08.26.2015 Fern-leaved False Foxglove

One of the wildflowers I look for annually during a Quabbin Park ride around is this lovely native yellow flower (Aureolaria pedicularia) that often exhibits a bushy growth which can reach about 3 feet in height.




Happy Humpday folks.  We finally had some rain last night which was quite welcomed.  It wasn’t exactly a prolonged downpour, but we did see enough to get a decent soaking in sporadic showers.


About Steve Gingold

I am a Nature Photographer with interests in all things related. Water, flowers, insects and fungi are my main interests but I am happy to photograph wildlife and landscapes and all other of Nature's subjects.
This entry was posted in Closeup Photography, Flora, Nature Photography, Wildflowers and tagged , , , , , , , , , , , , , . Bookmark the permalink.

11 Responses to 08.26.2015 Fern-leaved False Foxglove

  1. Really nice flowers-photos. Unknown from our flora.

    Liked by 1 person

  2. Jim in IA says:

    Congrats on the liquid falling from the sky. I will be celebrating my humpday by golfing. The sky is super clear and blue with temps in the 55˚ range now.

    Beautiful flowers btw.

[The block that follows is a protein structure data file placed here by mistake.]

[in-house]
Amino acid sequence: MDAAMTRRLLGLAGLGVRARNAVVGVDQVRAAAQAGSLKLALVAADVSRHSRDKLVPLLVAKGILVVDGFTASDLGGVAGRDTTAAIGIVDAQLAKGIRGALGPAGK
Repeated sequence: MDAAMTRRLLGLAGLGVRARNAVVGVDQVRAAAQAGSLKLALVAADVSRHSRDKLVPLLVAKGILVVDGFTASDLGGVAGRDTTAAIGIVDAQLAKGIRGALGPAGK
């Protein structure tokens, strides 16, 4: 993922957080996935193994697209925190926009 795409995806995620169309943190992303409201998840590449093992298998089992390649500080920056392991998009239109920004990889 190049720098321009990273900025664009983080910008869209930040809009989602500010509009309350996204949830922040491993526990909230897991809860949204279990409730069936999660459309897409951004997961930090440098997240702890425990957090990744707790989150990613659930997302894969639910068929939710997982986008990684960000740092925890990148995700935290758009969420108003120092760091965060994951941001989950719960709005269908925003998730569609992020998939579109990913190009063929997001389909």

Liked by 1 person

  3. shoreacres says:

    More yellow! I especially like the last photo, because of the peachy glow on the buds. I’m always intrigued by the color changes flowers exhibit from one stage to another, and this is more lovely than usual.

    It reminds me of our Carolina Jessamine (Gelsemium sempervirens) which has been particularly lush this year. I’ve seen some that apper to be coming back into bloom. It’s a little late, but the temperatures are declining a few degrees, and we have had some good rain, so maybe they’re feeling extra perky.

    Liked by 1 person

    • Yes, more ywllow. 🙂 It’s always a treat to see the difference once a flower pops open revealing a very different color from the bud.

      I’ve been seeing some late summer flowers earlier this year as well as some re-flowering of earlier species. The times, they are a changin’.


  4. The flower in the least picture looks like a mouth with fangs about to bite.


  5. Great shots of this plant. I was just mentioning this plant to Steve S., in relation to parasitic plants.

    Liked by 1 person

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